5. Recurring suicidal or self-mutilating gestures or behaviors
  6. Marked lability of moods and affect
  7. Chronic feeling of 'emptiness'
  8. Inappropriate anger and inability to control anger
  9. Transient stress-related paranoid ideation or dissociative symptoms

bor·der·line per·son·al·i·ty dis·or·der

(bōr'dĕr-līn pĕr-sŏn-al'i-tē dis-ōr'dĕr)
A mental disorder in which the symptoms are not continually psychotic yet are not strictly neurotic: may include impulsivity and unpredictability, unstable interpersonal relationships, inappropriate or uncontrolled anger, identity disturbances, rapid shifts of mood, suicidal acts, self-mutilations, job and marital instability, chronic feelings of emptiness or boredom, and intolerance of being alone.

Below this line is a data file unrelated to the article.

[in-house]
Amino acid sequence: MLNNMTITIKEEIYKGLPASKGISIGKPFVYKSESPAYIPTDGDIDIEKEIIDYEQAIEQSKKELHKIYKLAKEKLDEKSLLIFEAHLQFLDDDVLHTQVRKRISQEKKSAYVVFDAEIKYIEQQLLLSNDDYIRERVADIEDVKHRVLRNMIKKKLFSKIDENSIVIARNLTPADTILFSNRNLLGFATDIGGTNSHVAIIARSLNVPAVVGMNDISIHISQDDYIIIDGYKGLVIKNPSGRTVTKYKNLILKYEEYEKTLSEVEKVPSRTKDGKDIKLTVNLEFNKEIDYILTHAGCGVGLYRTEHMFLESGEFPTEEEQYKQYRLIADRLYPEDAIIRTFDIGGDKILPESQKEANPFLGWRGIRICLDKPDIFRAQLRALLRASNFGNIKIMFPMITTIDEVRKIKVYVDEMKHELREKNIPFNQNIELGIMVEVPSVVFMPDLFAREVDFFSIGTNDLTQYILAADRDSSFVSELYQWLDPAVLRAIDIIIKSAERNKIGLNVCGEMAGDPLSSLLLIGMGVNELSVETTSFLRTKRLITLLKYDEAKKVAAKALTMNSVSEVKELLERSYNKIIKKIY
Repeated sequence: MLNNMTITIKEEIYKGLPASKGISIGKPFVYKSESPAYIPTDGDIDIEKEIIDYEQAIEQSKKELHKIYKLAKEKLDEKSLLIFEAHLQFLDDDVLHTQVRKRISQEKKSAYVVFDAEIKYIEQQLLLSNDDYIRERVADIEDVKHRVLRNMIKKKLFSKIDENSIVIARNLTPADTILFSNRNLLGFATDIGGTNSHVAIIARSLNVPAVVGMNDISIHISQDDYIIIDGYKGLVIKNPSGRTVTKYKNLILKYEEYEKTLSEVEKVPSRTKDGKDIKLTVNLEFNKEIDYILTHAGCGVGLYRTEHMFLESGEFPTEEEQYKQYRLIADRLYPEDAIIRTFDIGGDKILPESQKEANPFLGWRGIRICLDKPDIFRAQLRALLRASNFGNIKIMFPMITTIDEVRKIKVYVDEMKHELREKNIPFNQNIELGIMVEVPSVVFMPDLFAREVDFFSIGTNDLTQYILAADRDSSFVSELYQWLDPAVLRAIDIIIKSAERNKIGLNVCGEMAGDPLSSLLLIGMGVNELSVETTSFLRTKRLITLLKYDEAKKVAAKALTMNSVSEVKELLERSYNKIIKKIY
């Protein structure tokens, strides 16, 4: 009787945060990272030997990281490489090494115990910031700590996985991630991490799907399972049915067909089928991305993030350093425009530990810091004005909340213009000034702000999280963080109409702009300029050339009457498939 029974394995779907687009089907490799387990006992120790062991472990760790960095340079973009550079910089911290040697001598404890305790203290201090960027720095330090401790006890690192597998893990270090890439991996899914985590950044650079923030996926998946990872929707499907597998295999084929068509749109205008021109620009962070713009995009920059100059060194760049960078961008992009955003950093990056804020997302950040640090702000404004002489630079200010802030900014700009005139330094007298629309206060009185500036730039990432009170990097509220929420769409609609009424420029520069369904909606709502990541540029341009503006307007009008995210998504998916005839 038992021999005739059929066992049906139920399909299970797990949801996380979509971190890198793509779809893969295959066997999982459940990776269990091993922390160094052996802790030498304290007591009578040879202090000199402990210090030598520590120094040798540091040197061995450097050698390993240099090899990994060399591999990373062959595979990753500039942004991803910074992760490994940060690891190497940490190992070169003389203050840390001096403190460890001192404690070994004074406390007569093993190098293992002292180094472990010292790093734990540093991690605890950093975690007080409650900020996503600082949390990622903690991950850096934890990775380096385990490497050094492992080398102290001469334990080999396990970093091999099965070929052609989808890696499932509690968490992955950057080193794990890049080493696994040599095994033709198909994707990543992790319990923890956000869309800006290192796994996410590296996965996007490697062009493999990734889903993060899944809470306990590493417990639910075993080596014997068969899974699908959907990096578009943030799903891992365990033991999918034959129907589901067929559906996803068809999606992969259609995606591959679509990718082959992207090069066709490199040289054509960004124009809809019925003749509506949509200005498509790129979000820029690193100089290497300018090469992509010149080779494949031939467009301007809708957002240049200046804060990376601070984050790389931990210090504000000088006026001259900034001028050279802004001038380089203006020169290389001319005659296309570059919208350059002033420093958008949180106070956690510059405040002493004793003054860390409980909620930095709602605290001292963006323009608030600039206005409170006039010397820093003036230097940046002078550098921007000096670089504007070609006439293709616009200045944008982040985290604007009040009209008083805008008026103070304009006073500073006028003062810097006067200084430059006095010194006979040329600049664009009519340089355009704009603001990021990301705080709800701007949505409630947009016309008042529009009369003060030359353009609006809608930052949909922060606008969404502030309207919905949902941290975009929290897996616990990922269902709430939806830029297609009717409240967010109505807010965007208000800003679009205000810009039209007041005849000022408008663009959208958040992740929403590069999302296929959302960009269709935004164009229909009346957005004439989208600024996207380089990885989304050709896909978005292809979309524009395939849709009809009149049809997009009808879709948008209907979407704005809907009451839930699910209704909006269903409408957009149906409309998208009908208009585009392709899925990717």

borderline personality disorder

A psychiatric disorder intermediate between normality and genuine psychiatric illness. A person with a borderline disorder is impulsive, often aggressive, with unexpected swings of emotion from depression to elation and a tendency to regard others as enemies.

Borderline personality disorder (BPD)

A pattern of behavior characterized by impulsive acts, intense but chaotic relationships with others, identity problems, and emotional instability.
Mentioned in: Self-Mutilation
References in periodicals archive ?
For example, diagnostic features of borderline personality disorder include motoric responses (e.
With the exception of borderline personality disorder (and to a lesser degree, avoidant personality disorder), there has been very little research concerning the efficacy of manualized treatments for personality disorders, especially compared to the extensive treatment literature for Axis I disorders.
DBT (Linehan, 1993a, 1993b) is a broad-based cognitive-behavioral approach that is listed as a probably efficacious treatment for borderline personality disorder.